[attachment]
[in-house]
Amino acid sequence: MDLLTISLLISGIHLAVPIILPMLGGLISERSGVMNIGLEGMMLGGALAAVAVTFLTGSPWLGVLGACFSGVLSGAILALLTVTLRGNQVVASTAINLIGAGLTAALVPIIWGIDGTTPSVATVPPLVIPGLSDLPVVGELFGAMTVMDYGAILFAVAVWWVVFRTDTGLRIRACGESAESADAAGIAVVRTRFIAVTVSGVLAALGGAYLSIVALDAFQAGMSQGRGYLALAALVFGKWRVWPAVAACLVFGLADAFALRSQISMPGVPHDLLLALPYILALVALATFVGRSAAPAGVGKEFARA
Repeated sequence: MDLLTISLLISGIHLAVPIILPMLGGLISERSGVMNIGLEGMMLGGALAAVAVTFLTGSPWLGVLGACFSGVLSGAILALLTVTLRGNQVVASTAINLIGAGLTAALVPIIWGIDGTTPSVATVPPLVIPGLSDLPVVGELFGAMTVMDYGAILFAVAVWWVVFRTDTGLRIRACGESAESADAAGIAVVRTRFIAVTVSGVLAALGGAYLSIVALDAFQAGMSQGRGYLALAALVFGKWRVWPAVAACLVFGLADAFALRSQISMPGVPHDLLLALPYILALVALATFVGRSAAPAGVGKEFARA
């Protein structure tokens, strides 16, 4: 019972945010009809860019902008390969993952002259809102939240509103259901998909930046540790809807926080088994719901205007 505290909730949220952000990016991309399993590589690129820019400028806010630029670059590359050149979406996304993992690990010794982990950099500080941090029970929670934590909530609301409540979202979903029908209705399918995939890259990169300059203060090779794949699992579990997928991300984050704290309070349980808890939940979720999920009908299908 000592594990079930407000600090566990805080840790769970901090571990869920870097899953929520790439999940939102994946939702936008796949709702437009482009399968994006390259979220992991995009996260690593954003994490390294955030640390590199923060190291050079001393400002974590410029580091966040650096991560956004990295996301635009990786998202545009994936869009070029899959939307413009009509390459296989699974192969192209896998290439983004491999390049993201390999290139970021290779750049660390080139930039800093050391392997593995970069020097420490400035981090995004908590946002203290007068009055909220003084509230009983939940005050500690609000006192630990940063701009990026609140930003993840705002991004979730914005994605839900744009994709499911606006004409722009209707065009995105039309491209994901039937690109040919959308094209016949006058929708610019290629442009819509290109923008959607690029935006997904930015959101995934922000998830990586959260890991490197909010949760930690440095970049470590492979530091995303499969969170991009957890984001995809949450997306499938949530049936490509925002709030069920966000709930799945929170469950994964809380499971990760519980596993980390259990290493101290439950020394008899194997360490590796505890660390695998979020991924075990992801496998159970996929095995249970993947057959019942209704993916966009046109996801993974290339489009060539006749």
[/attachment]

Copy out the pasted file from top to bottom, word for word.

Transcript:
[in-house]
Amino acid sequence: MDLLTISLLISGIHLAVPIILPMLGGLISERSGVMNIGLEGMMLGGALAAVAVTFLTGSPWLGVLGACFSGVLSGAILALLTVTLRGNQVVASTAINLIGAGLTAALVPIIWGIDGTTPSVATVPPLVIPGLSDLPVVGELFGAMTVMDYGAILFAVAVWWVVFRTDTGLRIRACGESAESADAAGIAVVRTRFIAVTVSGVLAALGGAYLSIVALDAFQAGMSQGRGYLALAALVFGKWRVWPAVAACLVFGLADAFALRSQISMPGVPHDLLLALPYILALVALATFVGRSAAPAGVGKEFARA
Repeated sequence: MDLLTISLLISGIHLAVPIILPMLGGLISERSGVMNIGLEGMMLGGALAAVAVTFLTGSPWLGVLGACFSGVLSGAILALLTVTLRGNQVVASTAINLIGAGLTAALVPIIWGIDGTTPSVATVPPLVIPGLSDLPVVGELFGAMTVMDYGAILFAVAVWWVVFRTDTGLRIRACGESAESADAAGIAVVRTRFIAVTVSGVLAALGGAYLSIVALDAFQAGMSQGRGYLALAALVFGKWRVWPAVAACLVFGLADAFALRSQISMPGVPHDLLLALPYILALVALATFVGRSAAPAGVGKEFARA
């Protein structure tokens, strides 16, 4: 019972945010009809860019902008390969993952002259809102939240509103259901998909930046540790809807926080088994719901205007 505290909730949220952000990016991309399993590589690129820019400028806010630029670059590359050149979406996304993992690990010794982990950099500080941090029970929670934590909530609301409540979202979903029908209705399918995939890259990169300059203060090779794949699992579990997928991300984050704290309070349980808890939940979720999920009908299908 000592594990079930407000600090566990805080840790769970901090571990869920870097899953929520790439999940939102994946939702936008796949709702437009482009399968994006390259979220992991995009996260690593954003994490390294955030640390590199923060190291050079001393400002974590410029580091966040650096991560956004990295996301635009990786998202545009994936869009070029899959939307413009009509390459296989699974192969192209896998290439983004491999390049993201390999290139970021290779750049660390080139930039800093050391392997593995970069020097420490400035981090995004908590946002203290007068009055909220003084509230009983939940005050500690609000006192630990940063701009990026609140930003993840705002991004979730914005994605839900744009994709499911606006004409722009209707065009995105039309491209994901039937690109040919959308094209016949006058929708610019290629442009819509290109923008959607690029935006997904930015959101995934922000998830990586959260890991490197909010949760930690440095970049470590492979530091995303499969969170991009957890984001995809949450997306499938949530049936490509925002709030069920966000709930799945929170469950994964809380499971990760519980596993980390259990290493101290439950020394008899194997360490590796505890660390695998979020991924075990992801496998159970996929095995249970993947057959019942209704993916966009046109996801993974290339489009060539006749």